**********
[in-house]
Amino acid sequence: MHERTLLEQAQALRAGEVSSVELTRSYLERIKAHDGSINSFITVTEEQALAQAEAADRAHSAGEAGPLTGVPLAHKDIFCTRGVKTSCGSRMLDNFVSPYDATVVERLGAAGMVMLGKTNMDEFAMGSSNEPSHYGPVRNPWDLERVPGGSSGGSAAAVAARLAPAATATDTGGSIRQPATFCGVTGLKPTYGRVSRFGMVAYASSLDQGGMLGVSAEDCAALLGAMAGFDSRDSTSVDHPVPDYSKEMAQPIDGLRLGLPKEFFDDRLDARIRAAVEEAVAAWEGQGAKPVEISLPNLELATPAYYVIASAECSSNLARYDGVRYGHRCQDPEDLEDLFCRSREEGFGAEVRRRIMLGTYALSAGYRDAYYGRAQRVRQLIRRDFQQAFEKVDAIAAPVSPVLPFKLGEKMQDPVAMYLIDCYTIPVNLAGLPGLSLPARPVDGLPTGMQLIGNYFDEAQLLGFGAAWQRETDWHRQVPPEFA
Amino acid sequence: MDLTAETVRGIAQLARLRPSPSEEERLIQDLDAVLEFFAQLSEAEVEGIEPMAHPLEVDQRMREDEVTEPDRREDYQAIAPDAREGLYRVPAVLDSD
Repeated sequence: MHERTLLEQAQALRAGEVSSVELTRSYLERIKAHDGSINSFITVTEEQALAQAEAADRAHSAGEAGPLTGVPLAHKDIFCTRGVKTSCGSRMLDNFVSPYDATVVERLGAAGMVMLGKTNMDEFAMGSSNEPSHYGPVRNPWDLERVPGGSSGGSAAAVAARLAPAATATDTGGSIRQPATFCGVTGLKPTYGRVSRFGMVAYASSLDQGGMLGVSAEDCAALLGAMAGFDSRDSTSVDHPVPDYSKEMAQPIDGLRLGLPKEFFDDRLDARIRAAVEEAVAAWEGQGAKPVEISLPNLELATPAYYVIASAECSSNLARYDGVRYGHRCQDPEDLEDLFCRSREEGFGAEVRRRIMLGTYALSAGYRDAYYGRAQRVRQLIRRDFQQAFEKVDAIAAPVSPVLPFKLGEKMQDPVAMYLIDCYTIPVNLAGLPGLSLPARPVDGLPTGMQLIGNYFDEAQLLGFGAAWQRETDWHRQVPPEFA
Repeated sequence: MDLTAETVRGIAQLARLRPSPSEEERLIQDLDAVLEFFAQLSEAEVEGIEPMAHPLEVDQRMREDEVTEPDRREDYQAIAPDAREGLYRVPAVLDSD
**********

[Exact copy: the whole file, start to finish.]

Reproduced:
[in-house]
Amino acid sequence: MHERTLLEQAQALRAGEVSSVELTRSYLERIKAHDGSINSFITVTEEQALAQAEAADRAHSAGEAGPLTGVPLAHKDIFCTRGVKTSCGSRMLDNFVSPYDATVVERLGAAGMVMLGKTNMDEFAMGSSNEPSHYGPVRNPWDLERVPGGSSGGSAAAVAARLAPAATATDTGGSIRQPATFCGVTGLKPTYGRVSRFGMVAYASSLDQGGMLGVSAEDCAALLGAMAGFDSRDSTSVDHPVPDYSKEMAQPIDGLRLGLPKEFFDDRLDARIRAAVEEAVAAWEGQGAKPVEISLPNLELATPAYYVIASAECSSNLARYDGVRYGHRCQDPEDLEDLFCRSREEGFGAEVRRRIMLGTYALSAGYRDAYYGRAQRVRQLIRRDFQQAFEKVDAIAAPVSPVLPFKLGEKMQDPVAMYLIDCYTIPVNLAGLPGLSLPARPVDGLPTGMQLIGNYFDEAQLLGFGAAWQRETDWHRQVPPEFA
Amino acid sequence: MDLTAETVRGIAQLARLRPSPSEEERLIQDLDAVLEFFAQLSEAEVEGIEPMAHPLEVDQRMREDEVTEPDRREDYQAIAPDAREGLYRVPAVLDSD
Repeated sequence: MHERTLLEQAQALRAGEVSSVELTRSYLERIKAHDGSINSFITVTEEQALAQAEAADRAHSAGEAGPLTGVPLAHKDIFCTRGVKTSCGSRMLDNFVSPYDATVVERLGAAGMVMLGKTNMDEFAMGSSNEPSHYGPVRNPWDLERVPGGSSGGSAAAVAARLAPAATATDTGGSIRQPATFCGVTGLKPTYGRVSRFGMVAYASSLDQGGMLGVSAEDCAALLGAMAGFDSRDSTSVDHPVPDYSKEMAQPIDGLRLGLPKEFFDDRLDARIRAAVEEAVAAWEGQGAKPVEISLPNLELATPAYYVIASAECSSNLARYDGVRYGHRCQDPEDLEDLFCRSREEGFGAEVRRRIMLGTYALSAGYRDAYYGRAQRVRQLIRRDFQQAFEKVDAIAAPVSPVLPFKLGEKMQDPVAMYLIDCYTIPVNLAGLPGLSLPARPVDGLPTGMQLIGNYFDEAQLLGFGAAWQRETDWHRQVPPEFA
Repeated sequence: MDLTAETVRGIAQLARLRPSPSEEERLIQDLDAVLEFFAQLSEAEVEGIEPMAHPLEVDQRMREDEVTEPDRREDYQAIAPDAREGLYRVPAVLDSD